Dear Whitney

Beautiful "Whitney Houston"

Beautiful Whitney Houston

Watching Oprah Winfrey’s two year-old interview with Whitney Houston a couple of day ago, I was reminded of….

Well, first of all, I had seen that interview when it was first shown a little over two years ago.  I know, because Andrew was still alive then, and I was watching Oprah because of the Law of Attraction thing that I was writing about at the time – But that’s another story.  Anyway, at the time I was moved and happy for this beautiful woman who had battled and, thank God, got the better  the demons that tormented her soul.

Watching it this time around, four weeks after Whitney’s death I was…

During the interview, smiling happily and proudly, she had said of her daughter:
“I’ll always be here for her.  I’m preparing her.  I don’t want anyone to touch her.  We’ll always be together,” and she went on to express more such sentiments.  Her daughter, in the audience at the time, also spoke of her pride for her mother and of their very close bond.

And now Whitney’s dead!  By all accounts, by her own hand!

I can guess at the unholy pain that must have driven this loving mother, this human being, to throw in the towel. Those moments, be they only minutes or seconds… Oh God… it’s like being thrown from a precipice; being faced by each one of your worse fears, horrors and terrors.  Yes, they come, hold your face and make you look at them, and you cower in a corner and… you pray, you breathe, you remind yourself that this is only a moment… and you live to see another day, and you are even happy and grateful, joyful, enthusiastic… but it is an ongoing thing obviously, because there are times, when some are defeated.

Erice, Sicily

Erice, Sicily

But I bow to them.  I want to pay tribute to them, again and again for their bravery, courage, hope, faith, love, sense of duty and commitment to their loved ones, that kept them going for as long as each of those lost one, did.  Having seen inside that chamber of horrors, I grieve for them.  I grieve that for them, at the treacherous moment, support was not at hand.

Rest Whitney, beloved daughter, mother, sister, wife…  Rest beautiful being.

I leave you with some of the words that Reverend Weston Stevens, spoke at the funeral of someone who died of suicide.  His powerful and loving eloquence, puts it very well.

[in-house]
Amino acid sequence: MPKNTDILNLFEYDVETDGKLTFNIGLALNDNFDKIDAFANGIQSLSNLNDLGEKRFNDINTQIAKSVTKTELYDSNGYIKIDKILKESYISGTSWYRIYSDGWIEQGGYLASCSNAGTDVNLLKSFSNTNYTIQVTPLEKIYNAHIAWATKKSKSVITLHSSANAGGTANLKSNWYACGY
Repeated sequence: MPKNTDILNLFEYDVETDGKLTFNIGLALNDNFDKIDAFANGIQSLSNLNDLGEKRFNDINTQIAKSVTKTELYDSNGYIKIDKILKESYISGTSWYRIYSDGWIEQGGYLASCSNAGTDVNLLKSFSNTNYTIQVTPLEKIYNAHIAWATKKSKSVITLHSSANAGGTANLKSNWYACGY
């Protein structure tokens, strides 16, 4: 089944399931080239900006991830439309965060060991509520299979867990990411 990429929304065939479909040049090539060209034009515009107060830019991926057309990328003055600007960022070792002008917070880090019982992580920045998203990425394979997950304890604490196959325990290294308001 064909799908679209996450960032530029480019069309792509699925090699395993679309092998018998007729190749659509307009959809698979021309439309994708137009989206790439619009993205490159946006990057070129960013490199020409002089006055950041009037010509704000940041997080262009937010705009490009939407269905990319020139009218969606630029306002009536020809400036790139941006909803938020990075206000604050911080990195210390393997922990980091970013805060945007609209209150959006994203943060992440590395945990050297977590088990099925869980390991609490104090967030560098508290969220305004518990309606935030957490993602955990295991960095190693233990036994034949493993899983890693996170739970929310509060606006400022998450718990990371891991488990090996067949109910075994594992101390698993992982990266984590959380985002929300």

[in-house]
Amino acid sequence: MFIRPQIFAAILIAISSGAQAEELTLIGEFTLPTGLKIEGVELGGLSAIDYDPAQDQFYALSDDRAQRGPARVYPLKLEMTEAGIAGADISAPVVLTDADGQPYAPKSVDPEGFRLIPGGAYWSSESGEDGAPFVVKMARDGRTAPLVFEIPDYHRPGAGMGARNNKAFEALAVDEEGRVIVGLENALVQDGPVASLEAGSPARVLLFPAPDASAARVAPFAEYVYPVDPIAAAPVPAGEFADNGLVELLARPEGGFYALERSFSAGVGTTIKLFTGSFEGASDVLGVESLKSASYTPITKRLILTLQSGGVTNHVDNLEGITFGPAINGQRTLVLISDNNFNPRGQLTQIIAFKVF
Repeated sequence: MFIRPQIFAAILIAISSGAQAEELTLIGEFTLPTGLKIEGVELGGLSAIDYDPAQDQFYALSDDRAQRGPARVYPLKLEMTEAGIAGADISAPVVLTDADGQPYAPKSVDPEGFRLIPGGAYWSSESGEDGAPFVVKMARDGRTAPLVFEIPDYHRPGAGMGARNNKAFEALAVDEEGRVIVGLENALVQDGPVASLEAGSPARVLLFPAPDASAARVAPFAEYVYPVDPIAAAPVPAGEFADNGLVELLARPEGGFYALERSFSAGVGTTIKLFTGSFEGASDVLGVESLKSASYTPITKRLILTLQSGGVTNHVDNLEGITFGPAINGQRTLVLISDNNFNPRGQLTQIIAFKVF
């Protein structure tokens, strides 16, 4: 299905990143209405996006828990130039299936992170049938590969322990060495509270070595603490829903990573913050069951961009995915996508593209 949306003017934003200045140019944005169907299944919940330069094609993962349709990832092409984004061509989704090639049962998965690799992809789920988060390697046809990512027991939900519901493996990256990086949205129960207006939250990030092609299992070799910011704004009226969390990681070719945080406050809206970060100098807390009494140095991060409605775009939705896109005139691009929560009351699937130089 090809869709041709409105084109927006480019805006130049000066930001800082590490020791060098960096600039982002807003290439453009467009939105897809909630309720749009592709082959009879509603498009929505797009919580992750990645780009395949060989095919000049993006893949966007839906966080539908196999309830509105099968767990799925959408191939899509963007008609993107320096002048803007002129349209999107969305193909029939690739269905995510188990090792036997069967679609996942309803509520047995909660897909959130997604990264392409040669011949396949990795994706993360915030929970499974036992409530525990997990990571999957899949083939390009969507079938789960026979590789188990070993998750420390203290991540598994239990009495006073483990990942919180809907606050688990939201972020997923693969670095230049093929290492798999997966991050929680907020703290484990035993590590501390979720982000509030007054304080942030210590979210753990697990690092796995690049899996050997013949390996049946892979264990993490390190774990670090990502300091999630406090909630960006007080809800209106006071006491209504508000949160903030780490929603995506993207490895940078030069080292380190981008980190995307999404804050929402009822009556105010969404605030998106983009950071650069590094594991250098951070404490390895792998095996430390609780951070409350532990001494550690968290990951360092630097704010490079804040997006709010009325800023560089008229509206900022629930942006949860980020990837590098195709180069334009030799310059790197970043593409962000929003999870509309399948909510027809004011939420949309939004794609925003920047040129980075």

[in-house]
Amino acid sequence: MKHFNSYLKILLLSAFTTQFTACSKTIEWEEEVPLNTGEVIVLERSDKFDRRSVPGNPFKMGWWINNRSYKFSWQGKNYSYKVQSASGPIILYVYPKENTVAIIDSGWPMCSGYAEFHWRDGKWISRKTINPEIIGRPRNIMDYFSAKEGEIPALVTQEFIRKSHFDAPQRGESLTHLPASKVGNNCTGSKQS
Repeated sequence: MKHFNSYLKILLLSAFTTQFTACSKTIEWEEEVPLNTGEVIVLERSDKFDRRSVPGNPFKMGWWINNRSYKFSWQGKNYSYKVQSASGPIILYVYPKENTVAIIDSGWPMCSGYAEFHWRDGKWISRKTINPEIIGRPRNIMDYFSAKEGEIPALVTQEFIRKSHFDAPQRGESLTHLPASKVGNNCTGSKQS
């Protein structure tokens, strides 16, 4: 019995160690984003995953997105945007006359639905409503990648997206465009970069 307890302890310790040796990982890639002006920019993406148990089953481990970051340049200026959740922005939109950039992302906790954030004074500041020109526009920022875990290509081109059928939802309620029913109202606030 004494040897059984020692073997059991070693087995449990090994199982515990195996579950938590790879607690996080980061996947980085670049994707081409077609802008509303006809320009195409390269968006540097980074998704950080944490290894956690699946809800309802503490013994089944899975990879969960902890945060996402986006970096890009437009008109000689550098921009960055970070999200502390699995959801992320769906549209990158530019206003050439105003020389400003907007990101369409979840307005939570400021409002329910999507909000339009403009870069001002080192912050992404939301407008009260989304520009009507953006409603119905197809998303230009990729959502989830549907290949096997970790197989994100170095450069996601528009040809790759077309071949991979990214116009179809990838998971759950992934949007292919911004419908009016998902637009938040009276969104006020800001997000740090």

Here are some of his words:

“Our friend died on his own battlefield. He was killed in action fighting a civil war. He fought against adversaries that were as real to him as his casket is real to us. They were powerful adversaries. They took toll of his energies and endurance. They exhausted the last vestiges of his courage and his strength. At last these adversaries overwhelmed him. And it appeared that he had lost the war. But did he? I see a host of victories that he has won!

“For one thing, he has won our admiration, because even if he lost the war, we give him credit for his bravery on the battlefield. And we give him credit for the courage and pride and hope that he used as his weapons as long as he could. We shall remember not his death, but his daily victories gained through his kindnesses and thoughtfulness, through his love for family and friends, for animals and books and music, for all things beautiful, lovely and honorable. We shall remember not his last day of defeat, but we shall remember the many days that he was victorious over overwhelming odds. We shall remember not the years we thought he had left, but the intensity with which he lived the years that he had. Only God knows what this child of His suffered in the silent skirmishes that took place in his soul. But our consolation is that God does know, and understands.”

3 thoughts on “Dear Whitney

  1. Those of us close to knowing the characteristics of suicide risk from personal experience–depression, substance abuse, thoughts and talk of death, feigned happiness, setting things in order, hopelessness, helplessness, severe lack of self-confidence…look at beautiful Whitney’s death and draw our own conclusions.

    But tragically the stigma surrounding suicide still silences truth…

    My father-in-law has had hospice care for many months now, I’ve lost count, but is still here. He is now just beginning to tire of the fight. It’s hard for my husband to let him go; he urges him to fight on. They’re both fighters. But his father is ready to go and I gently urge my husband to be ok with that. His father is 89 years old!

    Today while I spoke with my husband, who has spent much time during the last year caring for his dad in his dad’s home, I told my husband, “Tell Dad to say hi to Michael (our son who died 3 years ago from suicide).” I expected a negative response from my husband but the past three years has softened his grief and he said he was sure Michael would be there to greet his father when he passes and my husband matter of factly shared some other experiences he has had with Michael. I was surprised by his response; it was not what I expected since as a family we still rarely talk about Michael. While there are still moments or days of intense grief, we are learning to navigate life with grief’s presence.

    • My dear friend! I am SO grateful for your presence, your soft yet strong beacon of light.
      God Bess dear sister. With love, Esmeralda

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